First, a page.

MEDIA RELEASE - Tuesday 20th October 2009 - FOR IMMEDIATE RELEASE
International Lead Poisoning Awareness Day
At this, the start of International Lead Poisoning Awareness Week, Elizabeth O’Brien of The LEAD Group calls on all lead mining/smelting professionals to offer assistance to China in dealing with the catastrophe of China’s environmental health policies and mismanagement of lead.
“Some 15,000 people living close to lead smelters in Henan province are about to be relocated, after nearly 1,000 children under 14 – roughly a third of those tested - were found to be lead poisoned. What guarantees are there that the 15 lead processing facilities that have been closed down recently, won’t just set up in another community and repeat the whole cycle?”
“China has a history of radical tactics once a lead poisoning disaster gains the attention of international media,” says Ms O’Brien, “but the time for strong government is at the stage of setting up new facilities. If a company has been closed down for shocking pollution practices in one province, what is there to stop them going to another job-hungry community with the same outdated polluting equipment and cost-cutting practices?”
The biggest most experienced lead-mining and lead-smelting companies in the world, says Ms O’Brien, are members of a swag of international organisations, including the ILMC (International Lead Management Center), ILZRO (International Lead and Zinc Research Organization), ILZSG (International Lead and Zinc Study Group), ICMM (International Council on Mining and Metals) and the LDA (Lead Development Association International).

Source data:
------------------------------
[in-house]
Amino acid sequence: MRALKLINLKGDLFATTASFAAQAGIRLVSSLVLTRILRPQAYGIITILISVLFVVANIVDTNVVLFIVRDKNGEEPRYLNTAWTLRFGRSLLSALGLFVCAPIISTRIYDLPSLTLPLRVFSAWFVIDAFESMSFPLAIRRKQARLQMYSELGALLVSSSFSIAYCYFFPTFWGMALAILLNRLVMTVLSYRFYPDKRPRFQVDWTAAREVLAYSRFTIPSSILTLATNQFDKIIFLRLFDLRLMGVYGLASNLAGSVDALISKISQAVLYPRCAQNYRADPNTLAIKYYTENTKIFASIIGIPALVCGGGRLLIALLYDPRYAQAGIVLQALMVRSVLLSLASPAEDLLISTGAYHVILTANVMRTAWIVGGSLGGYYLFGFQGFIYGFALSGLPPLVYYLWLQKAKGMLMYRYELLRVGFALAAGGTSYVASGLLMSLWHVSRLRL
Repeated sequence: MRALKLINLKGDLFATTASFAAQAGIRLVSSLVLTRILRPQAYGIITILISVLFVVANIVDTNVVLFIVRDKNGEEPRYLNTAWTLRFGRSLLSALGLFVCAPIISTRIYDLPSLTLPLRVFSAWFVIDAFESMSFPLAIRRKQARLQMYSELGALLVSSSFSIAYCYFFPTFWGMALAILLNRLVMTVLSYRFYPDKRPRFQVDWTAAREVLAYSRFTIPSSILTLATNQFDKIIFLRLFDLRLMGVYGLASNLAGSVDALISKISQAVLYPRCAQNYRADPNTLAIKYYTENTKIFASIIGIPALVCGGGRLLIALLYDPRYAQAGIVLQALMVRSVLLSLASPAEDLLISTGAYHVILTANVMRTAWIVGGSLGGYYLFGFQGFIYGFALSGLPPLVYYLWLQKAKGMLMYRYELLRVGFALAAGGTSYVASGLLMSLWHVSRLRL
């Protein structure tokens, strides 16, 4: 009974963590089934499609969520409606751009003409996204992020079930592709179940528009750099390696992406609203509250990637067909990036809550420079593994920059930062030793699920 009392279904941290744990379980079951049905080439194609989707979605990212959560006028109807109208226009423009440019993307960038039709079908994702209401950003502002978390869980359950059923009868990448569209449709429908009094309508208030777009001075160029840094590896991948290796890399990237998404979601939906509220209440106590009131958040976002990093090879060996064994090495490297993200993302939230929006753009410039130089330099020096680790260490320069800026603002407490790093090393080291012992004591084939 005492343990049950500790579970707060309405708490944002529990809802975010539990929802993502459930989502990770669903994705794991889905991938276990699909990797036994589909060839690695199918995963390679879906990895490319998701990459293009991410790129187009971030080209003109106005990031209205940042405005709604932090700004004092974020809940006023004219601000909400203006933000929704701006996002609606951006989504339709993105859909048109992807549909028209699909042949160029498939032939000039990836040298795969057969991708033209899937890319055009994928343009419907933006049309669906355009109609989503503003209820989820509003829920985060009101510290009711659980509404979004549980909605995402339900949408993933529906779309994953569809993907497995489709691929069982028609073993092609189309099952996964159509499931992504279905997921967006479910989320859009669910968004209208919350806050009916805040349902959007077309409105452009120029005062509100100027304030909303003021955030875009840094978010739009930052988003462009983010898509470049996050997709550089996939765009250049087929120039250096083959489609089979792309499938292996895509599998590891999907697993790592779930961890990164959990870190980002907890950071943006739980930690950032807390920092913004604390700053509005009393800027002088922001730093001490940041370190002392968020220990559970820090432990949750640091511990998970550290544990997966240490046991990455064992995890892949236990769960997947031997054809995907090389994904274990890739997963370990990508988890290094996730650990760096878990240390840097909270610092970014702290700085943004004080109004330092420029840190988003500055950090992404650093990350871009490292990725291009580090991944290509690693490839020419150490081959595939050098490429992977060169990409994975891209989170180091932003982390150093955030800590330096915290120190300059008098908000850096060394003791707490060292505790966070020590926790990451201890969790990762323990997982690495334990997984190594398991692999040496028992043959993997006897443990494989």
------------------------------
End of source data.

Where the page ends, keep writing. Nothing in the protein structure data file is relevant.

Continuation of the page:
“These international organisations claim they care about lead stewardship, that is, eliminating unsafe mining and use of lead.
An example of lead stewardship is that of the CPSC (the US Consumer Product Safety Commission) this year is assisting China in applying existing regulations to eliminate lead from toys exported to the United States.”
“Australia – the world’s largest lead exporter - Canada, the United States and United Kingdom are all vastly more experienced in creating and enforcing government policies and regulations on Occupational and Environmental Health in relation to lead management than China. They most surely can assist China ensure the protection of its people, particularly the children.”
See two new Global Lead Advice and Support Service (GLASS) factsheets by The LEAD Group: The dangers of a blood lead level above 2 µg/dL and below 10 µg/dL and Blood lead testing: who to test, when, and how to respond to the result, (currently being translated into Chinese by a volunteer) as well as Model National Public Health Policy on the Prevention of Lead Poisoning, also available in Chinese.
Contact: Elizabeth O’Brien, The LEAD Group - +61 2 9716 0132, mobile +61 431 184 933 ###
* DISCLAIMER: The views expressed herein are not necessarily the views of the Australian Government, and the Australian Government does not accept responsibility for any information or advice contained herein.
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